Alex is an Assistant Professor at Metropolitan State University working on the intersections between gender issues and the gaming industry and community. Alex’s dream day consists of a bacon breakfast, a video game marathon, some flaming cheetos, and a nice glass of scotch. Alex enjoys a multitude of indie games, Civilization, WoW, COD, Portal, Fable III, and flash games. She believes that games have a lot to teach us, and she is always searching for ways to expose how life is just one big game.
Alisha Karabinus received her MFA in Creative Writing from Purdue in May 2014 is now a PhD student there, studying Rhetoric and Composition. Her all-time favorite games include Dishonored, the Civilization series, Dead Rising (the first!), the Left 4 Dead series, Portal, and a handful of classic console titles she sometimes disappears with in fits of nostalgia. In the before-time, she has written about games and gaming culture for the Joystiq network, Tiny Cartridge, and other sites. She and her husband have two lovely children, a dog, a cat, and three angry hermit crabs.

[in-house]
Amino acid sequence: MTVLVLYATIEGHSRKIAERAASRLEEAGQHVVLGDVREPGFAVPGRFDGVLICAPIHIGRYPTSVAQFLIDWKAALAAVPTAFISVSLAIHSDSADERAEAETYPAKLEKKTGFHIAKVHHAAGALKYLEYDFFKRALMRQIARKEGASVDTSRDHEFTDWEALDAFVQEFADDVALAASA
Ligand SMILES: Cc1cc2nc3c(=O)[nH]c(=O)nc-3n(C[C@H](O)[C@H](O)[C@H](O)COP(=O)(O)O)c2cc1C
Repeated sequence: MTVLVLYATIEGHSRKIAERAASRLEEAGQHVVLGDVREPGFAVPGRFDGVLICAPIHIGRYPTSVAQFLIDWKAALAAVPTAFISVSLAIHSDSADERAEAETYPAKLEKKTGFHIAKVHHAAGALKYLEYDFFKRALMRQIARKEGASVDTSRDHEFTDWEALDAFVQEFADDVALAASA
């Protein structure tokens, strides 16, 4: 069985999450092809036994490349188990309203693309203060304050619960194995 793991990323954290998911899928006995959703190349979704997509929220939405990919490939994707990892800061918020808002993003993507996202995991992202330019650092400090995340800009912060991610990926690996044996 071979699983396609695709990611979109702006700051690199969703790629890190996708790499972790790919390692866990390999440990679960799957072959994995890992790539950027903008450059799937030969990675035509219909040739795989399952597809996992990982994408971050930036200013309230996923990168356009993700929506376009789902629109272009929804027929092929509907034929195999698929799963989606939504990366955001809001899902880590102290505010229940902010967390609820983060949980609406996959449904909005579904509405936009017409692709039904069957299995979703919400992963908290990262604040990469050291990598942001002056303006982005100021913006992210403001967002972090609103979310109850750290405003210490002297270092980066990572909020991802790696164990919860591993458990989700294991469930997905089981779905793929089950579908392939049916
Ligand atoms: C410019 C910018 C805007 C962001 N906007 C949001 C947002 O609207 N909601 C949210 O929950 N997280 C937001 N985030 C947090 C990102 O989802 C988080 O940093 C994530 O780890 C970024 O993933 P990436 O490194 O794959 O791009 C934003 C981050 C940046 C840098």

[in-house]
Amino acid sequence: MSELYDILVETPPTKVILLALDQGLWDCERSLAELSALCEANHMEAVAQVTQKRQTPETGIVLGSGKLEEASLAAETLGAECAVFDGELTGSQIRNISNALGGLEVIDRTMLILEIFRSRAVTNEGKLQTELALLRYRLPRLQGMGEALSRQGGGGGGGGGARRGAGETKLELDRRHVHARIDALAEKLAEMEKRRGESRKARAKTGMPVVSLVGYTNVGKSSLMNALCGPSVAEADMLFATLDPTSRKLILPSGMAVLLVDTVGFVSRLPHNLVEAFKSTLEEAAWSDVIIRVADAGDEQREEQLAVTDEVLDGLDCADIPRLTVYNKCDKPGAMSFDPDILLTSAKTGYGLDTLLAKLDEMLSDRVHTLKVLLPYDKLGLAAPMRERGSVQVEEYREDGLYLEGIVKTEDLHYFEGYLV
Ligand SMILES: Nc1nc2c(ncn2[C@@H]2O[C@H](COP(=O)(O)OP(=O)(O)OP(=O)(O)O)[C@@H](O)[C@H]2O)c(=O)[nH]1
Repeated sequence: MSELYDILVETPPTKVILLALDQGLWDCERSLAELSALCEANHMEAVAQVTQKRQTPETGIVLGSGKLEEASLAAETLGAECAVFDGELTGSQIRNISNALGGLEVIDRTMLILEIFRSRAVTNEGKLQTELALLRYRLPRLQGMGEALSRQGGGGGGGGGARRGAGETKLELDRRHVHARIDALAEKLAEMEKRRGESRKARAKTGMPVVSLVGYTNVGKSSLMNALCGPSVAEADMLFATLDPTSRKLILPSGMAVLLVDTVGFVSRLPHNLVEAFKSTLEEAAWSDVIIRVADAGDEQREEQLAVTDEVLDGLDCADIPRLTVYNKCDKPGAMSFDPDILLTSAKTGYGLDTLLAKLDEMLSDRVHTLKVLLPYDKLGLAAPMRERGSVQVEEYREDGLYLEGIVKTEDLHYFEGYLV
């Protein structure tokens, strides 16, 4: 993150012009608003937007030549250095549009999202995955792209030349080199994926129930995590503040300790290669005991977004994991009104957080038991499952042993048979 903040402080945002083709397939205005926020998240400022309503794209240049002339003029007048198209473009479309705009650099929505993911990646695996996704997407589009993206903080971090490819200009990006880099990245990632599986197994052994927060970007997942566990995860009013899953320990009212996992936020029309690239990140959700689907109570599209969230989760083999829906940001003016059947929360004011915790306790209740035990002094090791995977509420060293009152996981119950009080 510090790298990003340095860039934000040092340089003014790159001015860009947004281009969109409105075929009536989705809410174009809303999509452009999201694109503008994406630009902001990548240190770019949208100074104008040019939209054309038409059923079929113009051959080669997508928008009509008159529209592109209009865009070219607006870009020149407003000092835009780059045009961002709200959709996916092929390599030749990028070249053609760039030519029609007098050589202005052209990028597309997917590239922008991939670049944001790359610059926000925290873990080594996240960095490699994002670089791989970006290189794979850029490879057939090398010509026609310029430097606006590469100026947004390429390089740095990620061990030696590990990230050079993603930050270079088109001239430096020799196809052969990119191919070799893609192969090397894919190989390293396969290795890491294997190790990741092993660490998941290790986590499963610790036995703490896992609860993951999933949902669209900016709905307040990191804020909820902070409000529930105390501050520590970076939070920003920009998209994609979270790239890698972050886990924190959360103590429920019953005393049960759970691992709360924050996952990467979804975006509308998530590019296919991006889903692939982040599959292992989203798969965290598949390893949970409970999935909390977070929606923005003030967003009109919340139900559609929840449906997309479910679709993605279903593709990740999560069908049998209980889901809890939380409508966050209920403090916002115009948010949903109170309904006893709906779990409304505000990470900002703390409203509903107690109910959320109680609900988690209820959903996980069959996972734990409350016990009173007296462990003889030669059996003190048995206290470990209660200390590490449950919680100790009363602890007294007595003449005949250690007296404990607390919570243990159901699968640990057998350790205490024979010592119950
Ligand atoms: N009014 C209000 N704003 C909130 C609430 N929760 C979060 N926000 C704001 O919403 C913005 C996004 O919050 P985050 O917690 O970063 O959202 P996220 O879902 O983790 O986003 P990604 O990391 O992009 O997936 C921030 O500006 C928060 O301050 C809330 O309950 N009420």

Charlotte is a graduate student in Purdue’s PhD program in Rhetoric and Composition, where she has focused her studies on professional writing and digital media. Charlotte has been gaming most of her life, and her first gaming experiences were with the Atari. She later fell in love with Super Mario Bros. Her other gaming favorites include Dead Rising, Limbo, and most recently Rayman Legends. When she is not gaming or studying, Charlotte is usually hanging out with her golden retriever Star, reading way too much fiction, and building with LEGO bricks.